Instead, this book is a narrative of real bare-knuckles, on-the-ground organizing. I bring you into our fervent worrying in late-night meetings, yelling matches behind church benches, and last-minute action planning outside judges’ chambers. The nuances of strategy come to life in those moments. You get to wrestle with us over our choices—Do we publicly humiliate the judges who screwed us, or do we show traditional decorum because they will rule on future lawsuits? 
	It’s a faithfully recreated narrative, showing the grand arc of a movement. I meticulously went through tens of thousands of emails, thousands of articles, and hundreds of meeting notes to portray events accurately. I wanted to avoid the pitfalls of other historical movement narratives—often written by people outside the movement—which had left me shaking my head, not believing the activists had really seen something coming, knowing it had never really happened that way, or frustrated that the movement’s loss (or win) was foreshadowed as if its outcome were inevitable. I tried to be honest about the personal struggles in the movement, even while striving to respect the dignity of all of the people involved. I even kept names real, as much to honor the work of everyone involved as to keep the sense of authenticity.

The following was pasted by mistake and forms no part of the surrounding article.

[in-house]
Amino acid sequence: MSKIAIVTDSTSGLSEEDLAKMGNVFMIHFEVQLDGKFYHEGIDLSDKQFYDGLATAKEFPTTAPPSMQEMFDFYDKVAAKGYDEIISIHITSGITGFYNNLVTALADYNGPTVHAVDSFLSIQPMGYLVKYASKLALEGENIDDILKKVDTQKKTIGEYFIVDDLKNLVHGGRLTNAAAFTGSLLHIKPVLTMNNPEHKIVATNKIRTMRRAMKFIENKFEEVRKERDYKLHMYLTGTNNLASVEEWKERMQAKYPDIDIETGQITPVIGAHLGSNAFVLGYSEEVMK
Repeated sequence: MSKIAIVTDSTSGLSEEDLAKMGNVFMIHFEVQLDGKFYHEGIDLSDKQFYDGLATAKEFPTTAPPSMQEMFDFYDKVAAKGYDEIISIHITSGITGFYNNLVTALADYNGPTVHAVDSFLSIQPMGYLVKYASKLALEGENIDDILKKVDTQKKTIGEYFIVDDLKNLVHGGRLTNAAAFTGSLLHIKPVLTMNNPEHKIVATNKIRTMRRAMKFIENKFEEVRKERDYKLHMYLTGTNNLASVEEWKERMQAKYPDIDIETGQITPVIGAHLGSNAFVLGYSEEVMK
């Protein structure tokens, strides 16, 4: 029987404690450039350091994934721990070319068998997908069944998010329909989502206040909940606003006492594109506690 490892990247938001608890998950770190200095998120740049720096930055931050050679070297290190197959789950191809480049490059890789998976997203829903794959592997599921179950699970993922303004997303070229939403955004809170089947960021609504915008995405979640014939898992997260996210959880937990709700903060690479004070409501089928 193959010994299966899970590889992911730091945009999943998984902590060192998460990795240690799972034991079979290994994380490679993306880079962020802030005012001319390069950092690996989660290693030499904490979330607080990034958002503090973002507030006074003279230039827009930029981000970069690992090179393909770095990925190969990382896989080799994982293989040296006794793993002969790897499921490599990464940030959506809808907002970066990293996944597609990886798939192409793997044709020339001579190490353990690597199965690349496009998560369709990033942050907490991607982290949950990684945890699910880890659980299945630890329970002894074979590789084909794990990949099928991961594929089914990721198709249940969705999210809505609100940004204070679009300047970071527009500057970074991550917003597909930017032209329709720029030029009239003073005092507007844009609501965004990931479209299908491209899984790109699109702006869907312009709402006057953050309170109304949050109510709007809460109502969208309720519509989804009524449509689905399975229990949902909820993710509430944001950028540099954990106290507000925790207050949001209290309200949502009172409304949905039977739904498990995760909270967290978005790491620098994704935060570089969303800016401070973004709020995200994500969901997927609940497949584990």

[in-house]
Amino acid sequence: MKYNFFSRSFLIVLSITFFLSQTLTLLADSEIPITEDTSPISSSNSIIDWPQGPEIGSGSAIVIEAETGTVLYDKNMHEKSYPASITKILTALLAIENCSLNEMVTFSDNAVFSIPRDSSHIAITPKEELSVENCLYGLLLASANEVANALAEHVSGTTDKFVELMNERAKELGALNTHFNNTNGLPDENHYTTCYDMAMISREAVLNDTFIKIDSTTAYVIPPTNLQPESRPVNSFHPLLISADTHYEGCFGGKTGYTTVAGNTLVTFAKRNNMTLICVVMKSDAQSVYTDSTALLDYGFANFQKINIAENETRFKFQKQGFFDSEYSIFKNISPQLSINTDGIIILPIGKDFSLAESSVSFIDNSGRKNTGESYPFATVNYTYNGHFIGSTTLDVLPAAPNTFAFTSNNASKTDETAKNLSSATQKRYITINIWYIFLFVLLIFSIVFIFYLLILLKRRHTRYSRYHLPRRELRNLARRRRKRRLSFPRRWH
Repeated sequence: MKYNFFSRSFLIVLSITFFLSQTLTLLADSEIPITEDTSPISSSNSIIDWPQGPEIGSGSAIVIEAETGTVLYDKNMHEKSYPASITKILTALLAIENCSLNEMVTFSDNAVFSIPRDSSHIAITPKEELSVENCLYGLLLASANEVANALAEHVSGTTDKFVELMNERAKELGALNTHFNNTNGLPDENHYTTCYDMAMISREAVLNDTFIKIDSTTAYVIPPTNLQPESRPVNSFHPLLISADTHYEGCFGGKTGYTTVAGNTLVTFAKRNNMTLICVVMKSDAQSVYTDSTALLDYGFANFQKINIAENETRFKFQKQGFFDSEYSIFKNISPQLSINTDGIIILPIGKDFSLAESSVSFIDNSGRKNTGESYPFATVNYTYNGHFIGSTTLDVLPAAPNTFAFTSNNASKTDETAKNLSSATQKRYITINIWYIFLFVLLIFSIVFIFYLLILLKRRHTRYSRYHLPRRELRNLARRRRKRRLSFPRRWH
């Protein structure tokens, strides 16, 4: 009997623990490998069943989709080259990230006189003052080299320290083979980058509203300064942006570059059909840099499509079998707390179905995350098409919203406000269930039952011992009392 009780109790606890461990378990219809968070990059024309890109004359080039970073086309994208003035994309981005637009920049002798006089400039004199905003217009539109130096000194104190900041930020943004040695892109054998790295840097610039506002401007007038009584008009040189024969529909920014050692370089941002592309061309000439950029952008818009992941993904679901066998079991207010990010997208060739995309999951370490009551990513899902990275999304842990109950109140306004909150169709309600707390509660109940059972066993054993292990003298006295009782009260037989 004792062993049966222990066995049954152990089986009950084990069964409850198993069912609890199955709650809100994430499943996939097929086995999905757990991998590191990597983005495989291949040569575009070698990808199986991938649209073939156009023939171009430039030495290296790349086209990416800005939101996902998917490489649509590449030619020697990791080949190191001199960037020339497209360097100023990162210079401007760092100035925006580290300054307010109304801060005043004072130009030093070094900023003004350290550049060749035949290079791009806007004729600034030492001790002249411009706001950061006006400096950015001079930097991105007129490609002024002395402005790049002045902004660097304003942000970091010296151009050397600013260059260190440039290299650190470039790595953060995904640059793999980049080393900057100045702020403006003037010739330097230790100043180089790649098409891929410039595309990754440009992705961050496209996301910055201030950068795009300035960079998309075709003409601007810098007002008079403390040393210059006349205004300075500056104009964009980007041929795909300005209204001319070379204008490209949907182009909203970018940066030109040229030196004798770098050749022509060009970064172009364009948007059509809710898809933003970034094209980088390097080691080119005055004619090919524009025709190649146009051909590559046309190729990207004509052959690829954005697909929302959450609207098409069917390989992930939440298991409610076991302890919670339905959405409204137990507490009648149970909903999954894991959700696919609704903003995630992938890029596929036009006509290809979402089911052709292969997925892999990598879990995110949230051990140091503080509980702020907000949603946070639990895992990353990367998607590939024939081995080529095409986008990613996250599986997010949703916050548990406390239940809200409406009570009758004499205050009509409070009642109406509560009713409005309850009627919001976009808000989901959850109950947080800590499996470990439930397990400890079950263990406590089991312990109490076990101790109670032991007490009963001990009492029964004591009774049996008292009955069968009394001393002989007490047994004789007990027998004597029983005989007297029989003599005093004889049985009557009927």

Though it’s a story of a movement, it’s not written to be a comprehensive story of Philadelphia’s anti-casino movement. It’s my story, with plenty of interesting moments that have never been publicly aired: threats to destroy our offices, our strong-arming councilmembers to support our shadow election, private brokering with the governor, and behind-the-scenes arguments with senators. But there are plenty of other stories left out and people who deserve more credit than could fit in this book. I hope folks will pardon me for that.